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Stopping rocket spin

  1. May 18, 2012 #1

    sophiecentaur

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    When I was at Uni, in the 60s, we had a brief course on 'Space Physics'. It had a hotch potch of topics in it and one of them was about actually launching satellites.
    'In those days', apparently, vehicles were rotated during the launch and this rotation had to be eliminated once they were in orbit. I have a vague memory of being told about about a technique that was described for slowing or stopping the rotation which consisted of a mass on a tether that was wrapped around the rocket / satellite. As it unwound, it was supposed to re-distribute the angular momentum to leave part of the load not spinning.
    Does anyone know about this? It has been bugging me for years because I just can't remember the details or work out from scratch what they did.
     
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  3. May 18, 2012 #2

    HallsofIvy

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    I've never heard of such a thing! It sounds very complex and "Rube Goldberg"ish to me. My understanding is that rotation is controlled by small rockets on the body that fire tangent to the rocket body. The U.S. space shuttle, which has wings, has small "attitude rockets" on the wings that first perpendicular to the wings.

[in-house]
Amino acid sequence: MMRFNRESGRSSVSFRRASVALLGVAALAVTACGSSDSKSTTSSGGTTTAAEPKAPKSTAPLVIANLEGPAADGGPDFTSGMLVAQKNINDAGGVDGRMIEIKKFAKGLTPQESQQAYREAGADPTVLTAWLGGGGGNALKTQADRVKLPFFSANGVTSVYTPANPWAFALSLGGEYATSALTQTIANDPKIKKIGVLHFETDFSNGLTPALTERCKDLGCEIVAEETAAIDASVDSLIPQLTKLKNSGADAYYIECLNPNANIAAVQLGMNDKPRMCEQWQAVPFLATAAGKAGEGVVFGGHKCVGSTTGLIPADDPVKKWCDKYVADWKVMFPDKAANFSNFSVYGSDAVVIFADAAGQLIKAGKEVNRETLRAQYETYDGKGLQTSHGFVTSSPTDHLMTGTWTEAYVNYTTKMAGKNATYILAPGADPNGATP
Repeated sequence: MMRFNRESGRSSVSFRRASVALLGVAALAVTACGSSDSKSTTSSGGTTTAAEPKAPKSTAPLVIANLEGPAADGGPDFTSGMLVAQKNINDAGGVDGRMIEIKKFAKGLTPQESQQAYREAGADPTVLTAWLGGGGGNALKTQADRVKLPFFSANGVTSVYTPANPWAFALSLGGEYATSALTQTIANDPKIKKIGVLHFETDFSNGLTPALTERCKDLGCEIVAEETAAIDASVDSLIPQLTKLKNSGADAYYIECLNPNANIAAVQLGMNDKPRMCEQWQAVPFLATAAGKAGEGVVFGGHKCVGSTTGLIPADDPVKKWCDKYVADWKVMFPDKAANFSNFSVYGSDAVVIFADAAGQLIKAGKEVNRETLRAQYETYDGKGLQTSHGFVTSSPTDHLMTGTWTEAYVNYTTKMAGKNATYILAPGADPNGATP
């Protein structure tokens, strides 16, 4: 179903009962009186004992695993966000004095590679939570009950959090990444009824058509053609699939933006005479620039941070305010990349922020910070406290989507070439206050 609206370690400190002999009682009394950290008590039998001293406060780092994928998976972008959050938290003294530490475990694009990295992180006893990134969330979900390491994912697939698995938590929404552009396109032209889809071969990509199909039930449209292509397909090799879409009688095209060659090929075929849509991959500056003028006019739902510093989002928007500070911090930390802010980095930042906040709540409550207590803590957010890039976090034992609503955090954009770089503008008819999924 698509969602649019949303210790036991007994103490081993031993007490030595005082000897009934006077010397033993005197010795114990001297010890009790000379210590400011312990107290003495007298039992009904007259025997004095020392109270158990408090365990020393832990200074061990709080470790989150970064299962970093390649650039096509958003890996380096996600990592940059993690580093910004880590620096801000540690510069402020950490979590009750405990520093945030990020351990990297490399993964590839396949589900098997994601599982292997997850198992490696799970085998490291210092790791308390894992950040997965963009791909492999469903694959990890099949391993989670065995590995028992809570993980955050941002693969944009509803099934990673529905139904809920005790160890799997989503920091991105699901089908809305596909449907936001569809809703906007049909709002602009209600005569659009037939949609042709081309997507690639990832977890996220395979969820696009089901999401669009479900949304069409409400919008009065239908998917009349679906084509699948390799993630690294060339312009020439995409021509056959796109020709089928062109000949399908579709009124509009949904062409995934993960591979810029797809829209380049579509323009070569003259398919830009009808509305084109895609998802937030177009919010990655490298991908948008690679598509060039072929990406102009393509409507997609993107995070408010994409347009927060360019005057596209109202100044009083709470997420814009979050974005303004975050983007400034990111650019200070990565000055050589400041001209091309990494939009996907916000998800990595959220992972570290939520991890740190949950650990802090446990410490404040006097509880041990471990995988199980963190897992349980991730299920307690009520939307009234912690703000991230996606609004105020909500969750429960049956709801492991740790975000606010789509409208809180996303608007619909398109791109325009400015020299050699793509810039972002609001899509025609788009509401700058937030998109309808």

4. May 18, 2012 #3

    sophiecentaur

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    You are talking in the present tense. I refer to techniques that were used, presumably in the '50s.
    I don't think that the course at Reading Uni was particularly 'fanciful' and the textbook was ok in other respects, so I'm sure it wasn't just moonshine. (Shame is that I only ditched the book a few years ago - pre my membership of PF). If you remember, in those days, even a simple directional servo wasn't all that simple to achieve. If you could just load a vehicle with a coil of twine and a small mass and then guarantee to eliminate spin, it would be easier than a load of valves and batteries.
    [Edit: PS. Rube Goldberg had his English equivalents in Heath Robinson and Emmet. Great fun and the source of many money making inventions for sure]
     
  5. May 18, 2012 #4

    sophiecentaur

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    I just found a reference to what I was talking about: HERE.

    At last - I can relax, it was really used! Some great references at the end of the wiki article.
     
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